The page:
- Health & Wellness
- Dr. Frischer
- 1270 views
What one activity increases flexibility, strengthens the muscles, centers your thoughts, and is relaxing and calming? If you guessed yoga, then you are correct. Let’s explore some of the history and philosophy of yoga, a few of the different types, and several benefits.
Yoga is an ancient physical and spiritual discipline, originating in India over 5,000 years ago. It literally means the joining or integrating of all aspects of the individual: body with mind, and mind with soul. Its goal is to achieve a happy, balanced and useful life. The ultimate goal is to reach kaivalya, which means “ultimate freedom.”
Yoga began, of course, long before written language, so the first recorded mention is of Yogis already practicing it. It has been passed down through the millennia from teacher to student. Over time, many different schools of yoga developed. Patanjali, an Indian Yogic sage who lived between 2,000 and 2,500 years ago, wrote the earliest texts. He is credited with writing the Yoga Sutras, which are the principles, philosophy, and practices of different types of yoga to this day.
Yoga uses postures, focused concentration on specific body parts, and special breathing techniques that are thought to integrate the body with the mind and spirit. The idea is that controlled breathing will control the energy flow in your body. The different postures help condition your body, and there are literally thousands of poses. Yoga focuses the mind by teaching how to concentrate on specific parts of the body. The focus is internal, and the idea is to not fight any thoughts you have, but to let them come and go freely while an instructor leads you through different positions. The practitioner drifts into a peaceful, calm, and relaxed state.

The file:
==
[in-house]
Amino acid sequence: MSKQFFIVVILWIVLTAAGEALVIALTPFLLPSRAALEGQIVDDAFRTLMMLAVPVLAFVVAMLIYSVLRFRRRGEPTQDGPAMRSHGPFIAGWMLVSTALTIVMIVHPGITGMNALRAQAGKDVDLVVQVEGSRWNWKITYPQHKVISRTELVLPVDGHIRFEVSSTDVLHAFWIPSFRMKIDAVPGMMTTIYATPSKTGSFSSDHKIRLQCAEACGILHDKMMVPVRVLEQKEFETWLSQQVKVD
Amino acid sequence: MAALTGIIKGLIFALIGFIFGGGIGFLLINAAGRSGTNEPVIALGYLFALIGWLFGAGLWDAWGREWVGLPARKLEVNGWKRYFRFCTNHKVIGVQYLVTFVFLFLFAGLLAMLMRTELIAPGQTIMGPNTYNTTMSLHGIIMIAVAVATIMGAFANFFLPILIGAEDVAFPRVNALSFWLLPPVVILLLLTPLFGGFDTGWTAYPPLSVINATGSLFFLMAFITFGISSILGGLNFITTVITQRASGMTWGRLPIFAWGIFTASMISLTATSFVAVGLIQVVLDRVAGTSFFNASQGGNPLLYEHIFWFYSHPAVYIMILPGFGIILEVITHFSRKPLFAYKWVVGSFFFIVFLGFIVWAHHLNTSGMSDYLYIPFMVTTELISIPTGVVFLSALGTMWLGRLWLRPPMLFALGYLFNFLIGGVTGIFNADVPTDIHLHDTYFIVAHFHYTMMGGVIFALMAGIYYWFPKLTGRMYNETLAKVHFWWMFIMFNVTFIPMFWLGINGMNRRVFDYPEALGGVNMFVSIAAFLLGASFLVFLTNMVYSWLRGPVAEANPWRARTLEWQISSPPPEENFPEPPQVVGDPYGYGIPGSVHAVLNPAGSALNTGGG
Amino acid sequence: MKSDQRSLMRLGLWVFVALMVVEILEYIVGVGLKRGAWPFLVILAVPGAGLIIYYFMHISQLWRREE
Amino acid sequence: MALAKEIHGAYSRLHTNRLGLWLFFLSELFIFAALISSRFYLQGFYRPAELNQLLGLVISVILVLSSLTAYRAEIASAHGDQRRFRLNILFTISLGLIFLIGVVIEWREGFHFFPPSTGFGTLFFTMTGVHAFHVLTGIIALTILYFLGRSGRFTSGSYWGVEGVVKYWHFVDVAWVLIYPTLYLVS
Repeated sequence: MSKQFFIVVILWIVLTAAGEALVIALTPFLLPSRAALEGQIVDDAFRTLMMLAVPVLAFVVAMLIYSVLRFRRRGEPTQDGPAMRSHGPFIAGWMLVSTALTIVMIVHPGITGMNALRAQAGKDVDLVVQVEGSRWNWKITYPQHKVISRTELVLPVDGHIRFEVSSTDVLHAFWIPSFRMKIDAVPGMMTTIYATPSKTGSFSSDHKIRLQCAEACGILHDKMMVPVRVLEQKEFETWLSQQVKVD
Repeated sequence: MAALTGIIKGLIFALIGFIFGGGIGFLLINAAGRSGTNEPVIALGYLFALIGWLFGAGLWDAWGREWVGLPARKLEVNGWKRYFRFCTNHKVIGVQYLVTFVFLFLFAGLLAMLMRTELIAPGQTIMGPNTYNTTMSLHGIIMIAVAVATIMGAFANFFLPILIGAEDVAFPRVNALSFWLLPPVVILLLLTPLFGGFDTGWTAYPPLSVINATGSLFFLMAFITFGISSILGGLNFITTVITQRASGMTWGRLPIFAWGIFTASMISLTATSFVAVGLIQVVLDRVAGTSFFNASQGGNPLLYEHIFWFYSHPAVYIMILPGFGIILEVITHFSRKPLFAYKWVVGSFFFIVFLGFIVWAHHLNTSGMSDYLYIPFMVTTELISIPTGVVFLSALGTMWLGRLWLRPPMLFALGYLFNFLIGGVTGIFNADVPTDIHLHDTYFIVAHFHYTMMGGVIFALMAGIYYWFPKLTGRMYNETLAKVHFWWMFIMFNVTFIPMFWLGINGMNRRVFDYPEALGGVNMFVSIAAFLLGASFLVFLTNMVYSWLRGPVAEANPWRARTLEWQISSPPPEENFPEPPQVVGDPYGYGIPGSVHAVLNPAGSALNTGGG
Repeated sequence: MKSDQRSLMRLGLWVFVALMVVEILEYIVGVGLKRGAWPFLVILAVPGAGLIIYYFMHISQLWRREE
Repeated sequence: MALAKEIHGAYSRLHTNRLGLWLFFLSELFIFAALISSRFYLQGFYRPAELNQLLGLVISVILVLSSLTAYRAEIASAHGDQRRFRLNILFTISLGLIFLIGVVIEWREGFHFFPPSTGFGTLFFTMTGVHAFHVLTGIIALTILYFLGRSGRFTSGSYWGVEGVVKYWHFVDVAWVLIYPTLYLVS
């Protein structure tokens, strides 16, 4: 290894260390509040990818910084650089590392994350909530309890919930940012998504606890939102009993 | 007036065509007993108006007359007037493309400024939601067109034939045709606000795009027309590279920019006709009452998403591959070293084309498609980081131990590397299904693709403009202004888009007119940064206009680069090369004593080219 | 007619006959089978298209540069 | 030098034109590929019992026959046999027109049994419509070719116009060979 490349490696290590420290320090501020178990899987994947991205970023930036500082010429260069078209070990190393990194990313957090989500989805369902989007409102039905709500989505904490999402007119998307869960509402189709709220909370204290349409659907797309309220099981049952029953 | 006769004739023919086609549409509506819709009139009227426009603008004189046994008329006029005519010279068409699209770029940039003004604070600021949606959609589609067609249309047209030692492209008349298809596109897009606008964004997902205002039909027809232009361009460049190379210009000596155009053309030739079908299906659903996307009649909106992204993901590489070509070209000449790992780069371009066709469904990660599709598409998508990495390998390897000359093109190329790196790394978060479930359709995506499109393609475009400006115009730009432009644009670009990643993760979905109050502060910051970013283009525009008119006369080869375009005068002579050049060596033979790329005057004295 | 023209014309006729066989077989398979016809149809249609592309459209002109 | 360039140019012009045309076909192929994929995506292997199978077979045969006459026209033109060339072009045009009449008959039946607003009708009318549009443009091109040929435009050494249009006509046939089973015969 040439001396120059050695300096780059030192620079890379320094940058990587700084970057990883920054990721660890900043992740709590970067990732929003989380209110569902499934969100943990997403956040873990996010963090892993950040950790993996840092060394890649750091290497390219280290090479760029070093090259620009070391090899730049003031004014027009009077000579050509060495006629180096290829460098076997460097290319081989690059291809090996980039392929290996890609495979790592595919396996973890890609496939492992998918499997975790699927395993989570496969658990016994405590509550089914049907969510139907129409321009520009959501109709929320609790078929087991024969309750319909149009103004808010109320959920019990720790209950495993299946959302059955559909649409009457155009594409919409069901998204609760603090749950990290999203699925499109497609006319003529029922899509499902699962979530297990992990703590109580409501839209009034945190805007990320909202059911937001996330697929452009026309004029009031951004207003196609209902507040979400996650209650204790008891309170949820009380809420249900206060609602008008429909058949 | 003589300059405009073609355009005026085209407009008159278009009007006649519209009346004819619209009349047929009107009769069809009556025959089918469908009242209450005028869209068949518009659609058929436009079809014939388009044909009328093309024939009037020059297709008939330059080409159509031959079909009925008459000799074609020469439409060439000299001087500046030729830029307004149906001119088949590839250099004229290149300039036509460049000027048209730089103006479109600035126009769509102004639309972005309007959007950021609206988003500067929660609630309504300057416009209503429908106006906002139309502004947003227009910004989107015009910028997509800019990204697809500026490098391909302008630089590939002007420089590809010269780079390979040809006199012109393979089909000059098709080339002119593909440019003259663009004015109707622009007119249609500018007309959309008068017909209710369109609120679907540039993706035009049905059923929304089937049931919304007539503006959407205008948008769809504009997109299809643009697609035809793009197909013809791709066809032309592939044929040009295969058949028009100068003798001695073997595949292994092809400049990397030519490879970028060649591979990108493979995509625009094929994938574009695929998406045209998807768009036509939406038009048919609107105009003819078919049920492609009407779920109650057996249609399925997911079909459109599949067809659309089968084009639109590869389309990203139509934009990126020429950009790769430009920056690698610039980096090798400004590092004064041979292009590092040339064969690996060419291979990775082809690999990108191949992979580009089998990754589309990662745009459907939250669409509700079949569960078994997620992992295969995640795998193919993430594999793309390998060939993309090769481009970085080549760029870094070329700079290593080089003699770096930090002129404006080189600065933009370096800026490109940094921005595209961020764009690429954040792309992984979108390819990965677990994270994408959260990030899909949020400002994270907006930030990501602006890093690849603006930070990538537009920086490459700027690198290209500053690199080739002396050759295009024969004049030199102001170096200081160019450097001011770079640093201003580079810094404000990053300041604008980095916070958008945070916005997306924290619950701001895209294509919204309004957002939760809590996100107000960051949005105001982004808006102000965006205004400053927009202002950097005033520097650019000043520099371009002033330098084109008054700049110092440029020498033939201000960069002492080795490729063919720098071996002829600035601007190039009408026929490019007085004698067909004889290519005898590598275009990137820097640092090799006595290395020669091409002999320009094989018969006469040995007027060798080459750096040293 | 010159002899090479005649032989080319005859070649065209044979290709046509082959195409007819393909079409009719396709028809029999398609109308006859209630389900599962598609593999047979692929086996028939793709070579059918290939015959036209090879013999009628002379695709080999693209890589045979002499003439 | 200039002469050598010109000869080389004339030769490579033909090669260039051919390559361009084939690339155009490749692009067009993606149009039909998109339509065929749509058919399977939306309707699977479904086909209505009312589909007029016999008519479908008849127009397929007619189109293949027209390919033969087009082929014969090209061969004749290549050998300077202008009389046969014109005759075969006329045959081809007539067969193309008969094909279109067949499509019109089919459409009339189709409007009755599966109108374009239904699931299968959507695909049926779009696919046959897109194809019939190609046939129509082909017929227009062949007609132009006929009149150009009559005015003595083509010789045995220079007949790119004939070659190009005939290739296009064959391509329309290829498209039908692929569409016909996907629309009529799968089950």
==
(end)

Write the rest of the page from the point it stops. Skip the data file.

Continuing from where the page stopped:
There are dozens of types of yoga, evolved as different yogis developed their own philosophies and approaches. Kundalini Yoga is perhaps the oldest discipline dating back over 5,000 years, and was introduced to the West in 1969 by Yogi Bhajan. Hatha Yoga is the most widely practiced type taught here in the United States, and is typically where beginners start. It originated in the 15th century, and is gentle with slow and smooth movements. The focus is on holding poses, chanting, and integrating breathing with movements. It is a great way to stretch, work the muscles, get in touch with your body, relax, and decrease stress.
Here in the United States, there are roughly 15 million practitioners of yoga or other Eastern disciplines. It has become a very popular exercise for children, for whom lack of exercise has become a national crisis. It’s a hugely sought-after class in my daughter’s public high school, and yoga classes now appear in senior citizen centers and retirement facilities; it’s not only beneficial for the mind but also helps to prevent falls and to improve balance and overall physical performance.
Although Western medicine has not fully studied the full range of benefits claimed by yoga, with consistent practice the following gains have certainly been supported: lowered blood pressure, lowered stress and tension, lessened fatigue, better balance and fewer falls, better focus and concentration, better posture and flexibility, improved lung capacity, decreased blood sugar levels, better strength and flexibility, and fewer asthma symptoms. Certainly the list will grow with more studies.
Clearly yoga is not for everyone. Those with underlying health issues such as heart disease, uncontrolled hypertension and various orthopedic conditions should consult their doctor before undertaking any exercise program. Should you choose to pursue yoga, you may be very pleasantly surprised at how it helps you feel. The only way to be certain of all that yoga can do for you is to give it a try.
I wish you all safe, healthful and spiritual exercise!
Dr. Alan Frischer is former chief of staff and current chief of medicine at Downey Regional Medical Center. Write to him in care of this newspaper at 8301 E. Florence Ave., Suite 100, Downey, CA 90240.
Published: November 13, 2009 – Volume 8 – Issue 30